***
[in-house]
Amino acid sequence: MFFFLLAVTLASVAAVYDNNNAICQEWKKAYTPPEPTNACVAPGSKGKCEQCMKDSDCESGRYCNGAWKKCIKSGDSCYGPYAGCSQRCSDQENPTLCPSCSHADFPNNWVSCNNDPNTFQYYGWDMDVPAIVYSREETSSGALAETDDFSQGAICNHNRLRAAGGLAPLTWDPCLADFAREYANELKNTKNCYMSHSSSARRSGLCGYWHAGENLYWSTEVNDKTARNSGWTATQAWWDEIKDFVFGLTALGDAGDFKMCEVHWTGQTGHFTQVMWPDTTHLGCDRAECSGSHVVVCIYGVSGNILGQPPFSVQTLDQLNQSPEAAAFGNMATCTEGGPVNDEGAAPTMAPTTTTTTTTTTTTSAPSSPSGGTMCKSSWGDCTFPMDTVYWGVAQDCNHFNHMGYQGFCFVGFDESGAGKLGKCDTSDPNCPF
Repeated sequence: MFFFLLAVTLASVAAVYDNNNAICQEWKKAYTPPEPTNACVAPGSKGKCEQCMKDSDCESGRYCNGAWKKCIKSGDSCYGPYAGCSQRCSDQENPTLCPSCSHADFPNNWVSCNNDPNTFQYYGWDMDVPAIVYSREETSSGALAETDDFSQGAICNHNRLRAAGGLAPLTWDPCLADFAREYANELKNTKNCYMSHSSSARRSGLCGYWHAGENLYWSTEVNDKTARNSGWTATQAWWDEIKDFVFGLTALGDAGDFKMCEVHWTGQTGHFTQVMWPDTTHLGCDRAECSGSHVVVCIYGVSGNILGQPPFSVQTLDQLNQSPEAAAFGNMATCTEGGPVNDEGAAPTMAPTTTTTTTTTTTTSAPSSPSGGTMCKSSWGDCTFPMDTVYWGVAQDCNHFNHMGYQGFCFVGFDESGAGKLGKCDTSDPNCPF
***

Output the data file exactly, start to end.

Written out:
[in-house]
Amino acid sequence: MFFFLLAVTLASVAAVYDNNNAICQEWKKAYTPPEPTNACVAPGSKGKCEQCMKDSDCESGRYCNGAWKKCIKSGDSCYGPYAGCSQRCSDQENPTLCPSCSHADFPNNWVSCNNDPNTFQYYGWDMDVPAIVYSREETSSGALAETDDFSQGAICNHNRLRAAGGLAPLTWDPCLADFAREYANELKNTKNCYMSHSSSARRSGLCGYWHAGENLYWSTEVNDKTARNSGWTATQAWWDEIKDFVFGLTALGDAGDFKMCEVHWTGQTGHFTQVMWPDTTHLGCDRAECSGSHVVVCIYGVSGNILGQPPFSVQTLDQLNQSPEAAAFGNMATCTEGGPVNDEGAAPTMAPTTTTTTTTTTTTSAPSSPSGGTMCKSSWGDCTFPMDTVYWGVAQDCNHFNHMGYQGFCFVGFDESGAGKLGKCDTSDPNCPF
Repeated sequence: MFFFLLAVTLASVAAVYDNNNAICQEWKKAYTPPEPTNACVAPGSKGKCEQCMKDSDCESGRYCNGAWKKCIKSGDSCYGPYAGCSQRCSDQENPTLCPSCSHADFPNNWVSCNNDPNTFQYYGWDMDVPAIVYSREETSSGALAETDDFSQGAICNHNRLRAAGGLAPLTWDPCLADFAREYANELKNTKNCYMSHSSSARRSGLCGYWHAGENLYWSTEVNDKTARNSGWTATQAWWDEIKDFVFGLTALGDAGDFKMCEVHWTGQTGHFTQVMWPDTTHLGCDRAECSGSHVVVCIYGVSGNILGQPPFSVQTLDQLNQSPEAAAFGNMATCTEGGPVNDEGAAPTMAPTTTTTTTTTTTTSAPSSPSGGTMCKSSWGDCTFPMDTVYWGVAQDCNHFNHMGYQGFCFVGFDESGAGKLGKCDTSDPNCPF